Are you at risk of elder financial abuse?

The sustained cost-of-living crisis, record house price increases, and increased life expectancies are contributing factors to inheritance impatience and elder abuse1 – as the loved ones of older Australians wait longer for the transfer of wealth. 

Key learnings:

  1. What is elder financial abuse?
  2. Who’s at risk and how can it be prevented?
  3. The resources available and how we can help. 

While many of us want to help our loved ones out financially if our situation allows, it could have serious consequences for your own retirement. Not only could it create tax issues, it could also make you ineligible for Centrelink support, create feuds with family members, or cause anxiety or depression. We’ve all heard of stories of more extreme cases too – like people losing their home after going guarantor for a child or grandchild.

Here’s how to spot the signs and how you can stop it from happening. Remember, if you or someone you know is experiencing financial abuse from loved ones, know there’s help available. 

What is elder financial abuse?

The truth is, elder financial abuse can take many forms. It happens when a trusted person - most often within the family - misuses their position and causes financial harm to an older person. Common examples of financial abuse include (but are not limited to): 

  • theft
  • misappropriating or misusing money, property or assets
  • exerting undue influence to give away assets or gifts
  • putting undue pressure on the older person to accept lower-cost or lower-quality services to preserve financial resources to be passed to beneficiaries on death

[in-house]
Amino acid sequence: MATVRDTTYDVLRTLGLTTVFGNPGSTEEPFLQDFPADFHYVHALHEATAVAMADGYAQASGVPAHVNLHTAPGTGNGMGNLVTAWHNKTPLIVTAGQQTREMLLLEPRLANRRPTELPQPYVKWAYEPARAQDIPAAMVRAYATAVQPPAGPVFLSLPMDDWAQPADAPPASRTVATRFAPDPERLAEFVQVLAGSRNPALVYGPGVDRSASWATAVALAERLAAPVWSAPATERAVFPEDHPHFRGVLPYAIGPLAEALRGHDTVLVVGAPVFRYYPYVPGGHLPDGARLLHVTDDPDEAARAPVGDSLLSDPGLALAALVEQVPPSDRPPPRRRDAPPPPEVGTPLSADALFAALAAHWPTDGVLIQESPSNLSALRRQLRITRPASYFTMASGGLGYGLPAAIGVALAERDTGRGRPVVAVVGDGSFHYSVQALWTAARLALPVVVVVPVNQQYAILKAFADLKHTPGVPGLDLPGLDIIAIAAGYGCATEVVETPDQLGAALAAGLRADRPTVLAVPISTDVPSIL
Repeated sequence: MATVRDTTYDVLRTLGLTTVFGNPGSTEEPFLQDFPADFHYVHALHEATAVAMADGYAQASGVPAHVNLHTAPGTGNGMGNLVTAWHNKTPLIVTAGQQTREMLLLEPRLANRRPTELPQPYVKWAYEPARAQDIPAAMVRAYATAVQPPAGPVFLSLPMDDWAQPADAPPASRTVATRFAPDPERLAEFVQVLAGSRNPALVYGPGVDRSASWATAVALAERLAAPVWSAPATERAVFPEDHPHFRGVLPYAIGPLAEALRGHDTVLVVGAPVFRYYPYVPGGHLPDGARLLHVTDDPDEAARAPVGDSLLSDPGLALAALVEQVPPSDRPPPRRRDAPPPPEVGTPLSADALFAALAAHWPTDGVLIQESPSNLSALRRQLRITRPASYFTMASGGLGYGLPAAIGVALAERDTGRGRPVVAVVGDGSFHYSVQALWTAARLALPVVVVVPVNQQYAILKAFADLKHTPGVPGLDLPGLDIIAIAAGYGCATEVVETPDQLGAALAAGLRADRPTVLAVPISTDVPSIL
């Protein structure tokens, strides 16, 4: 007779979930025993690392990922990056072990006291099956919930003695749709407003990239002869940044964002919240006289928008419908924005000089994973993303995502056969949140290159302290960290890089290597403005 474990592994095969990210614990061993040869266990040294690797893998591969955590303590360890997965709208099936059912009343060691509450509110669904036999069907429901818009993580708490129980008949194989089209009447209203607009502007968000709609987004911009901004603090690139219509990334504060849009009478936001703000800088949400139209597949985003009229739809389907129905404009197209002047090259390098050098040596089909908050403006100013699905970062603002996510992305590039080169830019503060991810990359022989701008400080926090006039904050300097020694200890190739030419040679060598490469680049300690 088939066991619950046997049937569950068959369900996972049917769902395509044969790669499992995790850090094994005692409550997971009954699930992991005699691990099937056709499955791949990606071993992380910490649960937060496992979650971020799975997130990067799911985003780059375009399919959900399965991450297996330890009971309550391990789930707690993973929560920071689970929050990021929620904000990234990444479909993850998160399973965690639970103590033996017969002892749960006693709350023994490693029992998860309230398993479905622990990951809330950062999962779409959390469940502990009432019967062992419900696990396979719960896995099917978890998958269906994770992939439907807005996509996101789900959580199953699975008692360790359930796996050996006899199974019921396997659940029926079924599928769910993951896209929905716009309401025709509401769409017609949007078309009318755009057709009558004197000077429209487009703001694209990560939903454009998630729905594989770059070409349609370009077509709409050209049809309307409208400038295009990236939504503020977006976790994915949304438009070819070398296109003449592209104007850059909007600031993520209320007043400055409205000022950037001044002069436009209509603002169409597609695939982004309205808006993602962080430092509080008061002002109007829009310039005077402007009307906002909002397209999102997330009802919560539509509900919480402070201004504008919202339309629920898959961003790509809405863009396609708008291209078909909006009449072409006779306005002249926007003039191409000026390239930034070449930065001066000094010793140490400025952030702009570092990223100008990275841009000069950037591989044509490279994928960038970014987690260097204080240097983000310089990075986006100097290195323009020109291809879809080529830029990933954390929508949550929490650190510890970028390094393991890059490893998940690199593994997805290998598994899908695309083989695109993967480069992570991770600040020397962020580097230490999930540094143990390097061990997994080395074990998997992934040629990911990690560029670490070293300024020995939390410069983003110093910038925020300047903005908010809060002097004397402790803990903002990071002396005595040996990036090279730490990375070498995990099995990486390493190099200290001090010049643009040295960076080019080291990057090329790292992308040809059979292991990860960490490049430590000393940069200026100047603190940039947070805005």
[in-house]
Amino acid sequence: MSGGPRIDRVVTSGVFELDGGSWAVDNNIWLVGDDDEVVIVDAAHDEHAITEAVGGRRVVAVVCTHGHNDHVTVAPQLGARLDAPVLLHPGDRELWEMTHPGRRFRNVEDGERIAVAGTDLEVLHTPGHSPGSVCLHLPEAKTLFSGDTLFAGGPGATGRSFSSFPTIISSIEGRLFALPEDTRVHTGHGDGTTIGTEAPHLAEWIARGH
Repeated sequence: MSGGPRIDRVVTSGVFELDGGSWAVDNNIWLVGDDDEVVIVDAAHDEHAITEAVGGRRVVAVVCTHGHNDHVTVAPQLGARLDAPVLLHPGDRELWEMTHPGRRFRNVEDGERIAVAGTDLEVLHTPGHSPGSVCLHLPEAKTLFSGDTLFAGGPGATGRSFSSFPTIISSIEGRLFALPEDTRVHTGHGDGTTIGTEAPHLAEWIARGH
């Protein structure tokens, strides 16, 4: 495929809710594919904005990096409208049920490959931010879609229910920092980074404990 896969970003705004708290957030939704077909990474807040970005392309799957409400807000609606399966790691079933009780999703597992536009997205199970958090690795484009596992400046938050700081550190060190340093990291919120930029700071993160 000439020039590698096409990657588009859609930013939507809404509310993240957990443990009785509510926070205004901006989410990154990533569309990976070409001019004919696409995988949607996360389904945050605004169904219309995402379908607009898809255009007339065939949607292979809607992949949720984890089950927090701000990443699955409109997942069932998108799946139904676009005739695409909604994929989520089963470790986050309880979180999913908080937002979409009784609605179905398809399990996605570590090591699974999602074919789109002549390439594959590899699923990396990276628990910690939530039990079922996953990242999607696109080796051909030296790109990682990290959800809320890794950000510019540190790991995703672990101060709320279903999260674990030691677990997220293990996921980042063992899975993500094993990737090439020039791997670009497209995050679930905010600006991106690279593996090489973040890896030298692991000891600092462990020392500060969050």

• carrying out unnecessary work or overcharging for a service
  • misusing of powers of attorney
  • denying access to funds
  • forging or forcing an older person’s signature
  • pressure to act as guarantor. 

A recent national survey2 of 7,000 people aged 65 and over found that 2% had reported experiencing financial abuse, with many cases going unreported due to shame or embarrassment.

Who’s at risk?

Financial abuse could happen to anyone – even you - but some people are at greater risk. You have a higher risk if you’re socially isolated, physically or mentally impaired, have low financial literacy, reliant on others for care, or if you’ve have been subject to other types of abuse. If it’s happening to you or someone you love – sometimes it can also be tricky to spot until it’s too late.  

How can I stop it from happening?

Here’s 8 steps to help you reduce your risk of financial abuse. 

  1. If somebody asks you for money and you’re uncomfortable about it, seek help from a someone you trust
  2. If you do lend money to someone, ensure the arrangement is in writing and have it reviewed by a lawyer before you sign on the dotted line
  3. Always protect your cards, passwords and other important documents 
  4. Set up direct debits and pre-authorised bill payments
  5. Consider the trustworthiness of anyone who has third-party authority on any accounts 
  6. Keep a close eye on your bank and super statements, as well as any other assets (you can find a copy of your superannuation statements in the ‘Annual statements’ section of MemberOnline) 
  7. Get your affairs in order as early as possible, in case you lose the mental capacity later in life 
  8. Don’t be afraid to say ‘no’, your ongoing financial security is important.  

Where to get help

If you’re concerned about abuse happening to yourself or your partner, you can contact the Elder Abuse phone line (1800 ELDERHelp). This is a free phone line that has been set up in collaboration with state and territory governments. It will automatically redirect you to the phone service in your state or territory.

If you’re worried about an issue with your superannuation, or need help managing your account, we’re here to help. Call 1300 360 149 8am-8pm Monday to Friday (AET). And remember, you have access to financial advice to sort your super at no extra cost.* Book a call-back.


1Super Guide: Elder abuse: How to spot the signs and reduce risk (
*Financial advice obtained over the phone, or through MemberOnline, is provided by Mercer Financial Advice (Australia) Pty Ltd (MFAAPL) ABN 76 153 168 293, Australian Financial Services Licence #411766

Information correct as at 18 June 2024.